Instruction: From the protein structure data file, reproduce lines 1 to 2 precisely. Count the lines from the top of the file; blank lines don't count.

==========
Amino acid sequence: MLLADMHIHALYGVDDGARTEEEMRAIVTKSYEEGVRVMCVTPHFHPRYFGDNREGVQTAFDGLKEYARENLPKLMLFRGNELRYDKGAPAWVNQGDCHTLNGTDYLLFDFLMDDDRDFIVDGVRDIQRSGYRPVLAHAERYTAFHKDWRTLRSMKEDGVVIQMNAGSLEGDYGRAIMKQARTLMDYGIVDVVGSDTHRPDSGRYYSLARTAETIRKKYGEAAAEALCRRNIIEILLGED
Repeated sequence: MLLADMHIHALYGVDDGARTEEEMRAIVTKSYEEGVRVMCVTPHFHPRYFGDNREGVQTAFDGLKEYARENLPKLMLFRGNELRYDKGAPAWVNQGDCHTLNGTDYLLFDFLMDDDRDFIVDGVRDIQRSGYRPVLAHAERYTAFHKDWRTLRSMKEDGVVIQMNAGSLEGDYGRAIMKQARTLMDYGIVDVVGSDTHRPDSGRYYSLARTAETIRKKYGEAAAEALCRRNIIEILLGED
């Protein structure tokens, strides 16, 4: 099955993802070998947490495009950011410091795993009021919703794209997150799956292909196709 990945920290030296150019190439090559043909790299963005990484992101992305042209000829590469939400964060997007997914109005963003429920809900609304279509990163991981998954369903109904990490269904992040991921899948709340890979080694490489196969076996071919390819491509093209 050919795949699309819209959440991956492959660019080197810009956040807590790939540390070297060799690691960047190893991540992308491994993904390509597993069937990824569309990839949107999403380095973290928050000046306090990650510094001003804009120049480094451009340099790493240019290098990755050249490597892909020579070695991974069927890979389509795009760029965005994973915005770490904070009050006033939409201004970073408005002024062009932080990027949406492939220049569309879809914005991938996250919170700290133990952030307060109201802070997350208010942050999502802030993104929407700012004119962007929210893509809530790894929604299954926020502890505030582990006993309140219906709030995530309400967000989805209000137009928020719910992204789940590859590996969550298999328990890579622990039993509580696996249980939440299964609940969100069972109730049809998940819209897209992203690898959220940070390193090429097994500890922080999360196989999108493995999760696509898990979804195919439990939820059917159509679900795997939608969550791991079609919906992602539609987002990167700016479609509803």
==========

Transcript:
Amino acid sequence: MLLADMHIHALYGVDDGARTEEEMRAIVTKSYEEGVRVMCVTPHFHPRYFGDNREGVQTAFDGLKEYARENLPKLMLFRGNELRYDKGAPAWVNQGDCHTLNGTDYLLFDFLMDDDRDFIVDGVRDIQRSGYRPVLAHAERYTAFHKDWRTLRSMKEDGVVIQMNAGSLEGDYGRAIMKQARTLMDYGIVDVVGSDTHRPDSGRYYSLARTAETIRKKYGEAAAEALCRRNIIEILLGED
Repeated sequence: MLLADMHIHALYGVDDGARTEEEMRAIVTKSYEEGVRVMCVTPHFHPRYFGDNREGVQTAFDGLKEYARENLPKLMLFRGNELRYDKGAPAWVNQGDCHTLNGTDYLLFDFLMDDDRDFIVDGVRDIQRSGYRPVLAHAERYTAFHKDWRTLRSMKEDGVVIQMNAGSLEGDYGRAIMKQARTLMDYGIVDVVGSDTHRPDSGRYYSLARTAETIRKKYGEAAAEALCRRNIIEILLGED